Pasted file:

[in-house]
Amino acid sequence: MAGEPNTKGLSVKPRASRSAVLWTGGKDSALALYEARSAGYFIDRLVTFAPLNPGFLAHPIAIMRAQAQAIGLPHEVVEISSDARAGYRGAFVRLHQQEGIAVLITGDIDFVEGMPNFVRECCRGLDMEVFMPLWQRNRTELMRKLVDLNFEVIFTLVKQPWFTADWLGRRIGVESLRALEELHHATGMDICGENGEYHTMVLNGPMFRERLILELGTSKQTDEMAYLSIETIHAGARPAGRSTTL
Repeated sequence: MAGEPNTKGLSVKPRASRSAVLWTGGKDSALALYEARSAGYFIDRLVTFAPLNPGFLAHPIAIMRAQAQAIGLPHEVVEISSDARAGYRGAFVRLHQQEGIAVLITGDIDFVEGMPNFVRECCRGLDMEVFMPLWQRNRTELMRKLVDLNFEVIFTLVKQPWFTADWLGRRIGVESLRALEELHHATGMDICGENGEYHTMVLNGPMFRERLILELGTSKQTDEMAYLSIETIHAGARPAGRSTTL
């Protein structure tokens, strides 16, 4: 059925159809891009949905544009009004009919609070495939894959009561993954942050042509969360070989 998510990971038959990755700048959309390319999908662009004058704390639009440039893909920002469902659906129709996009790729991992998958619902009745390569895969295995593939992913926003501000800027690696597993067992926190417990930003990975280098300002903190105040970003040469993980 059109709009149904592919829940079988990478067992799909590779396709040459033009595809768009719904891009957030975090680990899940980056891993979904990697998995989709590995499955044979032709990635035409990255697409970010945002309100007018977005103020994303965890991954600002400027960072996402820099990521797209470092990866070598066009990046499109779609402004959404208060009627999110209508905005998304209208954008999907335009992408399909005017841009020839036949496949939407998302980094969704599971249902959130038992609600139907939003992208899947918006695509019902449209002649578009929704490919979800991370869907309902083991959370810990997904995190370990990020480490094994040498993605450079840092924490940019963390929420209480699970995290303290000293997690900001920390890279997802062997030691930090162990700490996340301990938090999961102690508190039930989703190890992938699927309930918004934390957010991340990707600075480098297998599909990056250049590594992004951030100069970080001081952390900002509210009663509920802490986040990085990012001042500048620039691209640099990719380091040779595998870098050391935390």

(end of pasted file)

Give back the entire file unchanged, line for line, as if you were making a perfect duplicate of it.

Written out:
[in-house]
Amino acid sequence: MAGEPNTKGLSVKPRASRSAVLWTGGKDSALALYEARSAGYFIDRLVTFAPLNPGFLAHPIAIMRAQAQAIGLPHEVVEISSDARAGYRGAFVRLHQQEGIAVLITGDIDFVEGMPNFVRECCRGLDMEVFMPLWQRNRTELMRKLVDLNFEVIFTLVKQPWFTADWLGRRIGVESLRALEELHHATGMDICGENGEYHTMVLNGPMFRERLILELGTSKQTDEMAYLSIETIHAGARPAGRSTTL
Repeated sequence: MAGEPNTKGLSVKPRASRSAVLWTGGKDSALALYEARSAGYFIDRLVTFAPLNPGFLAHPIAIMRAQAQAIGLPHEVVEISSDARAGYRGAFVRLHQQEGIAVLITGDIDFVEGMPNFVRECCRGLDMEVFMPLWQRNRTELMRKLVDLNFEVIFTLVKQPWFTADWLGRRIGVESLRALEELHHATGMDICGENGEYHTMVLNGPMFRERLILELGTSKQTDEMAYLSIETIHAGARPAGRSTTL
């Protein structure tokens, strides 16, 4: 059925159809891009949905544009009004009919609070495939894959009561993954942050042509969360070989 998510990971038959990755700048959309390319999908662009004058704390639009440039893909920002469902659906129709996009790729991992998958619902009745390569895969295995593939992913926003501000800027690696597993067992926190417990930003990975280098300002903190105040970003040469993980 059109709009149904592919829940079988990478067992799909590779396709040459033009595809768009719904891009957030975090680990899940980056891993979904990697998995989709590995499955044979032709990635035409990255697409970010945002309100007018977005103020994303965890991954600002400027960072996402820099990521797209470092990866070598066009990046499109779609402004959404208060009627999110209508905005998304209208954008999907335009992408399909005017841009020839036949496949939407998302980094969704599971249902959130038992609600139907939003992208899947918006695509019902449209002649578009929704490919979800991370869907309902083991959370810990997904995190370990990020480490094994040498993605450079840092924490940019963390929420209480699970995290303290000293997690900001920390890279997802062997030691930090162990700490996340301990938090999961102690508190039930989703190890992938699927309930918004934390957010991340990707600075480098297998599909990056250049590594992004951030100069970080001081952390900002509210009663509920802490986040990085990012001042500048620039691209640099990719380091040779595998870098050391935390």